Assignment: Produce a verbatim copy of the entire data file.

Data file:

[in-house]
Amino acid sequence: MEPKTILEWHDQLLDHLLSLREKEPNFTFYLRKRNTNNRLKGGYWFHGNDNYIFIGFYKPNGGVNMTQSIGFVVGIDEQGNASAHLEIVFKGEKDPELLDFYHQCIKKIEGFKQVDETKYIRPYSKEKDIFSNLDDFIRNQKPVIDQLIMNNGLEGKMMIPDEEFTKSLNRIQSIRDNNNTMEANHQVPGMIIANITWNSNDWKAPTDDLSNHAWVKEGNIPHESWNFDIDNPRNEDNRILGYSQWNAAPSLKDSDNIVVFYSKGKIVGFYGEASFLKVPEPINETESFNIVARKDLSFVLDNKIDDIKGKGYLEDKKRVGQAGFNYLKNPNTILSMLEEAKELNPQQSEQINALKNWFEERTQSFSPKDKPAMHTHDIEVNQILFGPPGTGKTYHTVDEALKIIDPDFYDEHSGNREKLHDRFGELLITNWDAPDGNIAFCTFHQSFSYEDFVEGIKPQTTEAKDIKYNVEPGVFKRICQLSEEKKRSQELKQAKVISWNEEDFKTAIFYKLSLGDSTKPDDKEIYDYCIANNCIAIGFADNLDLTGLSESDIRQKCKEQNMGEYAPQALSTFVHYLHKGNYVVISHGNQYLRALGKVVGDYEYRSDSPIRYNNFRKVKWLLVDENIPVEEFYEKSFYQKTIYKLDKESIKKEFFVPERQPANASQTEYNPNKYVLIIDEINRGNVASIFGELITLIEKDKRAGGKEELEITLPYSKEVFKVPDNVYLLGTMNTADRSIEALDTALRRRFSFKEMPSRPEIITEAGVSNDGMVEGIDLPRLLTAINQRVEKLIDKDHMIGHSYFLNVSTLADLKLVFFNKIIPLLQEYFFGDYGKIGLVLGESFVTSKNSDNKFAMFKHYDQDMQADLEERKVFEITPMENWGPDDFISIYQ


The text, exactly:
[in-house]
Amino acid sequence: MEPKTILEWHDQLLDHLLSLREKEPNFTFYLRKRNTNNRLKGGYWFHGNDNYIFIGFYKPNGGVNMTQSIGFVVGIDEQGNASAHLEIVFKGEKDPELLDFYHQCIKKIEGFKQVDETKYIRPYSKEKDIFSNLDDFIRNQKPVIDQLIMNNGLEGKMMIPDEEFTKSLNRIQSIRDNNNTMEANHQVPGMIIANITWNSNDWKAPTDDLSNHAWVKEGNIPHESWNFDIDNPRNEDNRILGYSQWNAAPSLKDSDNIVVFYSKGKIVGFYGEASFLKVPEPINETESFNIVARKDLSFVLDNKIDDIKGKGYLEDKKRVGQAGFNYLKNPNTILSMLEEAKELNPQQSEQINALKNWFEERTQSFSPKDKPAMHTHDIEVNQILFGPPGTGKTYHTVDEALKIIDPDFYDEHSGNREKLHDRFGELLITNWDAPDGNIAFCTFHQSFSYEDFVEGIKPQTTEAKDIKYNVEPGVFKRICQLSEEKKRSQELKQAKVISWNEEDFKTAIFYKLSLGDSTKPDDKEIYDYCIANNCIAIGFADNLDLTGLSESDIRQKCKEQNMGEYAPQALSTFVHYLHKGNYVVISHGNQYLRALGKVVGDYEYRSDSPIRYNNFRKVKWLLVDENIPVEEFYEKSFYQKTIYKLDKESIKKEFFVPERQPANASQTEYNPNKYVLIIDEINRGNVASIFGELITLIEKDKRAGGKEELEITLPYSKEVFKVPDNVYLLGTMNTADRSIEALDTALRRRFSFKEMPSRPEIITEAGVSNDGMVEGIDLPRLLTAINQRVEKLIDKDHMIGHSYFLNVSTLADLKLVFFNKIIPLLQEYFFGDYGKIGLVLGESFVTSKNSDNKFAMFKHYDQDMQADLEERKVFEITPMENWGPDDFISIYQ